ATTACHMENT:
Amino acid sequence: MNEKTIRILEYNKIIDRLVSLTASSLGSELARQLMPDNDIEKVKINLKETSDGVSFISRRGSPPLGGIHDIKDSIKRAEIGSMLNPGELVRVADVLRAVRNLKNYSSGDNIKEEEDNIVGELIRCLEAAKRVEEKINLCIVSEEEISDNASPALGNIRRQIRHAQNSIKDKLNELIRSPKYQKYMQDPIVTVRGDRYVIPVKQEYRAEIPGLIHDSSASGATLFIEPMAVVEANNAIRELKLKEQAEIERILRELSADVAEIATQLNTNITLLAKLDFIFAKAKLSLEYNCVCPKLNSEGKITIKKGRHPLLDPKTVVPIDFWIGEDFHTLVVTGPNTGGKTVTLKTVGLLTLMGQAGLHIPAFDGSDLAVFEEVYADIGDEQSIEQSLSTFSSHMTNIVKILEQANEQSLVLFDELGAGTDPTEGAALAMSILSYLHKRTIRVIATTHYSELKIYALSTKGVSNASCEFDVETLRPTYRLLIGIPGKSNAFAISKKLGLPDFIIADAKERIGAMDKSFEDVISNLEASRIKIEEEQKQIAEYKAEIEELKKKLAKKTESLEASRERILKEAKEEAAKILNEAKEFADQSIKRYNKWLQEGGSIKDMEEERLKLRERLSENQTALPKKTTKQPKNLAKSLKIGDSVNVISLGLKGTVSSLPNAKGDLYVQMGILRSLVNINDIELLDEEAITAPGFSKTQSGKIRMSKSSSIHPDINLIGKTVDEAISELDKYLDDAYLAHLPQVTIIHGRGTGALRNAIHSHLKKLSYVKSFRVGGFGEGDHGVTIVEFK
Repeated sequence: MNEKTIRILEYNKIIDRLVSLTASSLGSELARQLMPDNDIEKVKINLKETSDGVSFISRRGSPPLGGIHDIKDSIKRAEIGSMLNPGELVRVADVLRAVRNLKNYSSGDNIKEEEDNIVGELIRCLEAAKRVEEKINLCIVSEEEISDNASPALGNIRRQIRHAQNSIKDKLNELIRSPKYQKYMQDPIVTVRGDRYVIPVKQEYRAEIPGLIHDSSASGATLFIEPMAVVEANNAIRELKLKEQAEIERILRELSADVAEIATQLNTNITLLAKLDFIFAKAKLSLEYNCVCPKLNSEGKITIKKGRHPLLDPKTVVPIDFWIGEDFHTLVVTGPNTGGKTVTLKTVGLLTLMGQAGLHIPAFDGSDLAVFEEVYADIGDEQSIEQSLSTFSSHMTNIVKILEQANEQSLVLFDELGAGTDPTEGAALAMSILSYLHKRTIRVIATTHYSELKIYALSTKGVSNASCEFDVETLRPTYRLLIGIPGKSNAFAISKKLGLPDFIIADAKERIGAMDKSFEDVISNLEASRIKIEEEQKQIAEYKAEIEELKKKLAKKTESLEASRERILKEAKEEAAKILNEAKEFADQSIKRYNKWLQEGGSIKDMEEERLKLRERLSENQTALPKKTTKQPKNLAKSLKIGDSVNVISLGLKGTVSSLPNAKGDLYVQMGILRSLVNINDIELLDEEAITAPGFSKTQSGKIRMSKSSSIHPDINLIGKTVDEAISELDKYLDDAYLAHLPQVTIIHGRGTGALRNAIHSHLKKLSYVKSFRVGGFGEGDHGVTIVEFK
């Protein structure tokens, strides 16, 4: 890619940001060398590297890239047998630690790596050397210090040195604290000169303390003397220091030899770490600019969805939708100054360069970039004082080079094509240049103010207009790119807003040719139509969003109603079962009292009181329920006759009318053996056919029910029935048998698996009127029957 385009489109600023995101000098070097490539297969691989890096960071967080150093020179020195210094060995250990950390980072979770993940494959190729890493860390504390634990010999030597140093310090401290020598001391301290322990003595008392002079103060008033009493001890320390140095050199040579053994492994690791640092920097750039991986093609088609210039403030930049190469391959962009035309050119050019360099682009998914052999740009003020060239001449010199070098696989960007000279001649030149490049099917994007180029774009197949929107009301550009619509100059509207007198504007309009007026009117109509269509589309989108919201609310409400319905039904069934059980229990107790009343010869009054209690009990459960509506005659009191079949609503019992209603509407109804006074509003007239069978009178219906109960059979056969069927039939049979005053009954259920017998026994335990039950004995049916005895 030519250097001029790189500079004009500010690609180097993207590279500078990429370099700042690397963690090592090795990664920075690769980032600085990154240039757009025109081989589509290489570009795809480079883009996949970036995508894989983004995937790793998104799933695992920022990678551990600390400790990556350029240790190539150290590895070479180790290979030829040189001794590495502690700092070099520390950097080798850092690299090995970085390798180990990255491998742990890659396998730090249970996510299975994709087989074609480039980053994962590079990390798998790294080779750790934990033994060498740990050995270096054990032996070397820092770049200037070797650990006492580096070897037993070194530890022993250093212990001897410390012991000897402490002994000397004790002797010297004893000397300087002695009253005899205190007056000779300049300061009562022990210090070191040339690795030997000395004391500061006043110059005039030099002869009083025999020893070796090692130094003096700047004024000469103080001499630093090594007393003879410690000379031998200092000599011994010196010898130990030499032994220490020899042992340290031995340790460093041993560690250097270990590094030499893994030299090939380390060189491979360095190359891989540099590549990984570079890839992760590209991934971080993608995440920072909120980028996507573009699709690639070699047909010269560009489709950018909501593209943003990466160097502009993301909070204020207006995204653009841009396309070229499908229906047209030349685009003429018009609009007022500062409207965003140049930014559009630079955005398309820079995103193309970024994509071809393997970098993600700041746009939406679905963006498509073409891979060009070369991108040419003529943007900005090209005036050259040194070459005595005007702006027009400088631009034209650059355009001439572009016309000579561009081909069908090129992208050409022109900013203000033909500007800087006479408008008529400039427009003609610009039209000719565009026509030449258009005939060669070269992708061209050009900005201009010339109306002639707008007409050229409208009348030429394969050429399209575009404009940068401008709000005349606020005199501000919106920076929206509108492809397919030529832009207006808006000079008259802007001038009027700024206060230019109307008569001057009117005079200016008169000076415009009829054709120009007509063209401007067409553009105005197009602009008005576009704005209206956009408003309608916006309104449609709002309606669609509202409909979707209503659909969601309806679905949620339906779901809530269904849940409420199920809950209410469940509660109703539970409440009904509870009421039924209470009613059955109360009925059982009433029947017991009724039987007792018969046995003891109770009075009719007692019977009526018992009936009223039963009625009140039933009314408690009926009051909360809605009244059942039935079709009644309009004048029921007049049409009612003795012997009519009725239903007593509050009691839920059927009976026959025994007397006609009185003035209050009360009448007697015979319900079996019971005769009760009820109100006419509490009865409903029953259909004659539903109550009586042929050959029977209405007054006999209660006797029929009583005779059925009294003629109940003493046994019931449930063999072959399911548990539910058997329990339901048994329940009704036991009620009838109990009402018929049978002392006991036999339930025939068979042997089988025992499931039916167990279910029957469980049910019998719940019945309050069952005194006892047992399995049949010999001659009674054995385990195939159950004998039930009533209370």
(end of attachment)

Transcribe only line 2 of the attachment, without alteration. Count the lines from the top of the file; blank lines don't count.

Repeated sequence: MNEKTIRILEYNKIIDRLVSLTASSLGSELARQLMPDNDIEKVKINLKETSDGVSFISRRGSPPLGGIHDIKDSIKRAEIGSMLNPGELVRVADVLRAVRNLKNYSSGDNIKEEEDNIVGELIRCLEAAKRVEEKINLCIVSEEEISDNASPALGNIRRQIRHAQNSIKDKLNELIRSPKYQKYMQDPIVTVRGDRYVIPVKQEYRAEIPGLIHDSSASGATLFIEPMAVVEANNAIRELKLKEQAEIERILRELSADVAEIATQLNTNITLLAKLDFIFAKAKLSLEYNCVCPKLNSEGKITIKKGRHPLLDPKTVVPIDFWIGEDFHTLVVTGPNTGGKTVTLKTVGLLTLMGQAGLHIPAFDGSDLAVFEEVYADIGDEQSIEQSLSTFSSHMTNIVKILEQANEQSLVLFDELGAGTDPTEGAALAMSILSYLHKRTIRVIATTHYSELKIYALSTKGVSNASCEFDVETLRPTYRLLIGIPGKSNAFAISKKLGLPDFIIADAKERIGAMDKSFEDVISNLEASRIKIEEEQKQIAEYKAEIEELKKKLAKKTESLEASRERILKEAKEEAAKILNEAKEFADQSIKRYNKWLQEGGSIKDMEEERLKLRERLSENQTALPKKTTKQPKNLAKSLKIGDSVNVISLGLKGTVSSLPNAKGDLYVQMGILRSLVNINDIELLDEEAITAPGFSKTQSGKIRMSKSSSIHPDINLIGKTVDEAISELDKYLDDAYLAHLPQVTIIHGRGTGALRNAIHSHLKKLSYVKSFRVGGFGEGDHGVTIVEFK